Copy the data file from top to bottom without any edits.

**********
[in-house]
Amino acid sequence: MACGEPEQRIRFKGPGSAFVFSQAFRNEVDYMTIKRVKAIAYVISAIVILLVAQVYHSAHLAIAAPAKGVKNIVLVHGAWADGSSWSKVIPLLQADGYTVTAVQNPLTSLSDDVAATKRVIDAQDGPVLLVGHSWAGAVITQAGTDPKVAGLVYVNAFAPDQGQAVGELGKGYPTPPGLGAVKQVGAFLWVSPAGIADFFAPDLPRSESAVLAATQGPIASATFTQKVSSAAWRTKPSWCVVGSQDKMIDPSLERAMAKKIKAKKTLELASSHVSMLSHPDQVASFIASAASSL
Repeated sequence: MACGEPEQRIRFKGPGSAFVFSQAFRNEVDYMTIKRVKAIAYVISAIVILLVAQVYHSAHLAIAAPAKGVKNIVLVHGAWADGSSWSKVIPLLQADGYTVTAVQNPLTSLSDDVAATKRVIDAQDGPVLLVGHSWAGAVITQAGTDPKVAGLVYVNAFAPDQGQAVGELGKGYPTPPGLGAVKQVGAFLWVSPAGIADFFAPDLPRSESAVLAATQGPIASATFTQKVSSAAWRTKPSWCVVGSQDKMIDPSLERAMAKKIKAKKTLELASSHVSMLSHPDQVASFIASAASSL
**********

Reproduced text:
[in-house]
Amino acid sequence: MACGEPEQRIRFKGPGSAFVFSQAFRNEVDYMTIKRVKAIAYVISAIVILLVAQVYHSAHLAIAAPAKGVKNIVLVHGAWADGSSWSKVIPLLQADGYTVTAVQNPLTSLSDDVAATKRVIDAQDGPVLLVGHSWAGAVITQAGTDPKVAGLVYVNAFAPDQGQAVGELGKGYPTPPGLGAVKQVGAFLWVSPAGIADFFAPDLPRSESAVLAATQGPIASATFTQKVSSAAWRTKPSWCVVGSQDKMIDPSLERAMAKKIKAKKTLELASSHVSMLSHPDQVASFIASAASSL
Repeated sequence: MACGEPEQRIRFKGPGSAFVFSQAFRNEVDYMTIKRVKAIAYVISAIVILLVAQVYHSAHLAIAAPAKGVKNIVLVHGAWADGSSWSKVIPLLQADGYTVTAVQNPLTSLSDDVAATKRVIDAQDGPVLLVGHSWAGAVITQAGTDPKVAGLVYVNAFAPDQGQAVGELGKGYPTPPGLGAVKQVGAFLWVSPAGIADFFAPDLPRSESAVLAATQGPIASATFTQKVSSAAWRTKPSWCVVGSQDKMIDPSLERAMAKKIKAKKTLELASSHVSMLSHPDQVASFIASAASSL